So, who?ll blink first?
THE GOVERNMENT moved quickly on Sunday to show agitating medical students that it meant business on the quota issue. But it was not enough to convince the protesters.Updated: May 29, 2006 20:02 IST
THE GOVERNMENT moved quickly on Sunday to show agitating medical students that it meant business on the quota issue. But it was not enough to convince the protesters.
A day after laying out its plan of increasing the number of seats in medical colleges, it chose Veerappa Moily, a seasoned Congress leader and an OBC, to head the Oversight Committee which will draw a time-bound road map to implement the quota regime.
It said the committee could also meet the students' demand for an expert panel to study the implications of the OBC quota. The choice of Moily, who belongs to the backward Devadiga community, shows that the government does not intend to dilute its commitment to the OBCs.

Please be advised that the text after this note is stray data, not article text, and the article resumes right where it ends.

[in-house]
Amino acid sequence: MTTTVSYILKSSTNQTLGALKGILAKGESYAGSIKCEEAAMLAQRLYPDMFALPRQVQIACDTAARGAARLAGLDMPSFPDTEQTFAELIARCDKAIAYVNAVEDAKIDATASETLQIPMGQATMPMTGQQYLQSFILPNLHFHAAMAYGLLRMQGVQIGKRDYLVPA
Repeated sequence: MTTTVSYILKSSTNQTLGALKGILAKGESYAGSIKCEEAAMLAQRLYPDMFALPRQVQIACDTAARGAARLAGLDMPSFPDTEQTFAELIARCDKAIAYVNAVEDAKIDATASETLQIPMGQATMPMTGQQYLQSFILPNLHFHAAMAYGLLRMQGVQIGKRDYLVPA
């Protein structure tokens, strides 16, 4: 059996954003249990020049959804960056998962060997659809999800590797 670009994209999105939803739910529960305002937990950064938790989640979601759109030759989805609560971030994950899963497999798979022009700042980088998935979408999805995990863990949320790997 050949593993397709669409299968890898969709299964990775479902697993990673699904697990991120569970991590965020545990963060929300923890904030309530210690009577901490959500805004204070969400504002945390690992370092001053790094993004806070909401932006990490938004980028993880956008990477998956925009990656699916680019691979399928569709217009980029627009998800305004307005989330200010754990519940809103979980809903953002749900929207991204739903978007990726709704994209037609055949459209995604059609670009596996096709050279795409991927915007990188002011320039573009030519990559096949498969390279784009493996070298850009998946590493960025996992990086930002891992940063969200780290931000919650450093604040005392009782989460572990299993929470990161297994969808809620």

MoS without portfolio Oscar Fernandes announced Moily's appointment after a lengthy meeting with the PM. The committee will submit its report by August-end.
In the evening, Fernandes handed over a two-page document to the medicos on the expansion of seats and college infrastructure.
Not satisfied, the medicos said they would continue with their strike. They demanded an "officially stamped" document and an assurance that a judicial commission would be set up to look into reservations.
"We want an assurance that general-category seats will be increased across the board and not be restricted to a few colleges,' said Amitasha, a student of Lady Hardinge and a member of Youth for Equality. "We also want the same to happen in all educational institutes. Our fight is not for medical seats alone."
Sasmit Sarangi of AIIMS, too, wanted to know why the government's recommendations centered around medical institutes only.
First Published: May 29, 2006 20:02 IST